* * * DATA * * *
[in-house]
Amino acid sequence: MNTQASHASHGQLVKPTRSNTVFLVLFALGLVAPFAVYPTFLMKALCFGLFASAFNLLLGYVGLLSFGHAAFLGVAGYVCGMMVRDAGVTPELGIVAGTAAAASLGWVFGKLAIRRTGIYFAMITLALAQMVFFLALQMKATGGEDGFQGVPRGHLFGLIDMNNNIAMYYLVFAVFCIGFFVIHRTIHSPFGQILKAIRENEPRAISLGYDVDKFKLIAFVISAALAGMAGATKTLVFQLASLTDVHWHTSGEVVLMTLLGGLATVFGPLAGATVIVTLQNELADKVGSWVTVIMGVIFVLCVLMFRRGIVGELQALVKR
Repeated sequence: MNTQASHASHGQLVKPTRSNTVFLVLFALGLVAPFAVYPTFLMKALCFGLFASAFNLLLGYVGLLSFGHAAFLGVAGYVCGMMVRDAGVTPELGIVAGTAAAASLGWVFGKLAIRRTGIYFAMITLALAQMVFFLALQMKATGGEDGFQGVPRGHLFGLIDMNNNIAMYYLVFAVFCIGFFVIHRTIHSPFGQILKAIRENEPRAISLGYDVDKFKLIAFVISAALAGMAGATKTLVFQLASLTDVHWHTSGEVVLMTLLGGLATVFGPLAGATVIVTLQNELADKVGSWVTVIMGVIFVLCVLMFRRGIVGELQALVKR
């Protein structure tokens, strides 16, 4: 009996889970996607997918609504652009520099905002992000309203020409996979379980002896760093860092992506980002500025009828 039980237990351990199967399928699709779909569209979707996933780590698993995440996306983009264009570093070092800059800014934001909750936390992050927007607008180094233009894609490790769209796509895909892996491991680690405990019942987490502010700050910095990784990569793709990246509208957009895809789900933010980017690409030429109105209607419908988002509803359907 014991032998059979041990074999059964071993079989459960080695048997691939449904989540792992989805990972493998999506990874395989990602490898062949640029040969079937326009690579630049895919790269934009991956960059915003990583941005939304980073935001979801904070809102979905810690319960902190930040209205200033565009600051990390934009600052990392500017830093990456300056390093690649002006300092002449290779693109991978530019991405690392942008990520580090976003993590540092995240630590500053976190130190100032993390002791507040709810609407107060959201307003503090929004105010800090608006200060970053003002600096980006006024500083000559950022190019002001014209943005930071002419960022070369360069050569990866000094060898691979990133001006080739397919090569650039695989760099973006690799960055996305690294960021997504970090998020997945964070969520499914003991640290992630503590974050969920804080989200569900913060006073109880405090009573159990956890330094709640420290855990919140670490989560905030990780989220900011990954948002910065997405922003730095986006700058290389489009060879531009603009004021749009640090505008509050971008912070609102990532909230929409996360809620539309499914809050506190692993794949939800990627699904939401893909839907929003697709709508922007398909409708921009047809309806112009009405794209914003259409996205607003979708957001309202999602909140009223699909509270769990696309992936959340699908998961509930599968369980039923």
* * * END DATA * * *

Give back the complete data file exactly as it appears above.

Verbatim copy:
[in-house]
Amino acid sequence: MNTQASHASHGQLVKPTRSNTVFLVLFALGLVAPFAVYPTFLMKALCFGLFASAFNLLLGYVGLLSFGHAAFLGVAGYVCGMMVRDAGVTPELGIVAGTAAAASLGWVFGKLAIRRTGIYFAMITLALAQMVFFLALQMKATGGEDGFQGVPRGHLFGLIDMNNNIAMYYLVFAVFCIGFFVIHRTIHSPFGQILKAIRENEPRAISLGYDVDKFKLIAFVISAALAGMAGATKTLVFQLASLTDVHWHTSGEVVLMTLLGGLATVFGPLAGATVIVTLQNELADKVGSWVTVIMGVIFVLCVLMFRRGIVGELQALVKR
Repeated sequence: MNTQASHASHGQLVKPTRSNTVFLVLFALGLVAPFAVYPTFLMKALCFGLFASAFNLLLGYVGLLSFGHAAFLGVAGYVCGMMVRDAGVTPELGIVAGTAAAASLGWVFGKLAIRRTGIYFAMITLALAQMVFFLALQMKATGGEDGFQGVPRGHLFGLIDMNNNIAMYYLVFAVFCIGFFVIHRTIHSPFGQILKAIRENEPRAISLGYDVDKFKLIAFVISAALAGMAGATKTLVFQLASLTDVHWHTSGEVVLMTLLGGLATVFGPLAGATVIVTLQNELADKVGSWVTVIMGVIFVLCVLMFRRGIVGELQALVKR
């Protein structure tokens, strides 16, 4: 009996889970996607997918609504652009520099905002992000309203020409996979379980002896760093860092992506980002500025009828 039980237990351990199967399928699709779909569209979707996933780590698993995440996306983009264009570093070092800059800014934001909750936390992050927007607008180094233009894609490790769209796509895909892996491991680690405990019942987490502010700050910095990784990569793709990246509208957009895809789900933010980017690409030429109105209607419908988002509803359907 014991032998059979041990074999059964071993079989459960080695048997691939449904989540792992989805990972493998999506990874395989990602490898062949640029040969079937326009690579630049895919790269934009991956960059915003990583941005939304980073935001979801904070809102979905810690319960902190930040209205200033565009600051990390934009600052990392500017830093990456300056390093690649002006300092002449290779693109991978530019991405690392942008990520580090976003993590540092995240630590500053976190130190100032993390002791507040709810609407107060959201307003503090929004105010800090608006200060970053003002600096980006006024500083000559950022190019002001014209943005930071002419960022070369360069050569990866000094060898691979990133001006080739397919090569650039695989760099973006690799960055996305690294960021997504970090998020997945964070969520499914003991640290992630503590974050969920804080989200569900913060006073109880405090009573159990956890330094709640420290855990919140670490989560905030990780989220900011990954948002910065997405922003730095986006700058290389489009060879531009603009004021749009640090505008509050971008912070609102990532909230929409996360809620539309499914809050506190692993794949939800990627699904939401893909839907929003697709709508922007398909409708921009047809309806112009009405794209914003259409996205607003979708957001309202999602909140009223699909509270769990696309992936959340699908998961509930599968369980039923």